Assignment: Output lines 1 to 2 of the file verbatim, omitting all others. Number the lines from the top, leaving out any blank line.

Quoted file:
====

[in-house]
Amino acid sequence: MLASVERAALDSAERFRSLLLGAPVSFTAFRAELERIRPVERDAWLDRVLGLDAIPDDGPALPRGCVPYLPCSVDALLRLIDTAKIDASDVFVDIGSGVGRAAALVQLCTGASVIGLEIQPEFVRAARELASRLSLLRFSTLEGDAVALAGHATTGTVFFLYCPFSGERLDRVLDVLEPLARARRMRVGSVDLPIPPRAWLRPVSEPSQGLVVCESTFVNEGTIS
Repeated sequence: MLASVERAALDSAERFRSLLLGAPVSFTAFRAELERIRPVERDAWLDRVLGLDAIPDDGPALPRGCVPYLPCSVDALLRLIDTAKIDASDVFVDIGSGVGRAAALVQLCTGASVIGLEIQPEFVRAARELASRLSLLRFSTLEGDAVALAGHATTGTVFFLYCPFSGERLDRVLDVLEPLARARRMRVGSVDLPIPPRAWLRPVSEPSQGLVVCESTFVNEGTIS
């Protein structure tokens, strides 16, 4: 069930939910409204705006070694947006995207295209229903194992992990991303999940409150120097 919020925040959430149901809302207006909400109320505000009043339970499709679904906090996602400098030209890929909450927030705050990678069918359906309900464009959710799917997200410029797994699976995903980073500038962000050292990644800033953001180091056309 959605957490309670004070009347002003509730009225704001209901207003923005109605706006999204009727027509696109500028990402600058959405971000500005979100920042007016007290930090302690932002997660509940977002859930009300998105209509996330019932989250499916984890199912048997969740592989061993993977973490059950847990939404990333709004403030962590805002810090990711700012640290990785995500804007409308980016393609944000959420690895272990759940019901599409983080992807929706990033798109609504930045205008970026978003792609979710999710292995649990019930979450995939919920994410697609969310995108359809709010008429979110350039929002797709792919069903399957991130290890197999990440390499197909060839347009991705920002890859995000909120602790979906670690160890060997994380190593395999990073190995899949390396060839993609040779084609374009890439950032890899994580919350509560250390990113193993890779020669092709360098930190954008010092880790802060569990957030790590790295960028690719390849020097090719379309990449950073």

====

[in-house]
Amino acid sequence: MLASVERAALDSAERFRSLLLGAPVSFTAFRAELERIRPVERDAWLDRVLGLDAIPDDGPALPRGCVPYLPCSVDALLRLIDTAKIDASDVFVDIGSGVGRAAALVQLCTGASVIGLEIQPEFVRAARELASRLSLLRFSTLEGDAVALAGHATTGTVFFLYCPFSGERLDRVLDVLEPLARARRMRVGSVDLPIPPRAWLRPVSEPSQGLVVCESTFVNEGTIS